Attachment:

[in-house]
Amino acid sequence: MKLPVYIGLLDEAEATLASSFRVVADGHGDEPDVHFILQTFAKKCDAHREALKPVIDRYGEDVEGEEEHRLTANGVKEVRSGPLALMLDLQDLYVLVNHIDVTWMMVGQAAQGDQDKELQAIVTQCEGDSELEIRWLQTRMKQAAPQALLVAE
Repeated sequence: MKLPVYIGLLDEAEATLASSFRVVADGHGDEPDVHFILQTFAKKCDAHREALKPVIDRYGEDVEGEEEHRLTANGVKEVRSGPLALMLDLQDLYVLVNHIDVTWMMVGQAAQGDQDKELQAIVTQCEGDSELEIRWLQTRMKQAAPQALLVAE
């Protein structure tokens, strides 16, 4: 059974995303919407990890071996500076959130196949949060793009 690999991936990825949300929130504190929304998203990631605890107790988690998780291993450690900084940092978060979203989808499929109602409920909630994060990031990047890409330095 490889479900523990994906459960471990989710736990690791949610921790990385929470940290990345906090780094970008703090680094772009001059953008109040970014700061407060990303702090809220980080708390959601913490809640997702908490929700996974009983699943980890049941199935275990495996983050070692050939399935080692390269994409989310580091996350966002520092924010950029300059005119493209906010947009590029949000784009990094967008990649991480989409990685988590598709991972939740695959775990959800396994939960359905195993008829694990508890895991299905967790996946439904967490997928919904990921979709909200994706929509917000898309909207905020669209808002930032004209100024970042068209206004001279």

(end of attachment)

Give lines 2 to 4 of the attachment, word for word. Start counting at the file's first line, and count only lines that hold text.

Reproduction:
Amino acid sequence: MKLPVYIGLLDEAEATLASSFRVVADGHGDEPDVHFILQTFAKKCDAHREALKPVIDRYGEDVEGEEEHRLTANGVKEVRSGPLALMLDLQDLYVLVNHIDVTWMMVGQAAQGDQDKELQAIVTQCEGDSELEIRWLQTRMKQAAPQALLVAE
Repeated sequence: MKLPVYIGLLDEAEATLASSFRVVADGHGDEPDVHFILQTFAKKCDAHREALKPVIDRYGEDVEGEEEHRLTANGVKEVRSGPLALMLDLQDLYVLVNHIDVTWMMVGQAAQGDQDKELQAIVTQCEGDSELEIRWLQTRMKQAAPQALLVAE
């Protein structure tokens, strides 16, 4: 059974995303919407990890071996500076959130196949949060793009 690999991936990825949300929130504190929304998203990631605890107790988690998780291993450690900084940092978060979203989808499929109602409920909630994060990031990047890409330095 490889479900523990994906459960471990989710736990690791949610921790990385929470940290990345906090780094970008703090680094772009001059953008109040970014700061407060990303702090809220980080708390959601913490809640997702908490929700996974009983699943980890049941199935275990495996983050070692050939399935080692390269994409989310580091996350966002520092924010950029300059005119493209906010947009590029949000784009990094967008990649991480989409990685988590598709991972939740695959775990959800396994939960359905195993008829694990508890895991299905967790996946439904967490997928919904990921979709909200994706929509917000898309909207905020669209808002930032004209100024970042068209206004001279």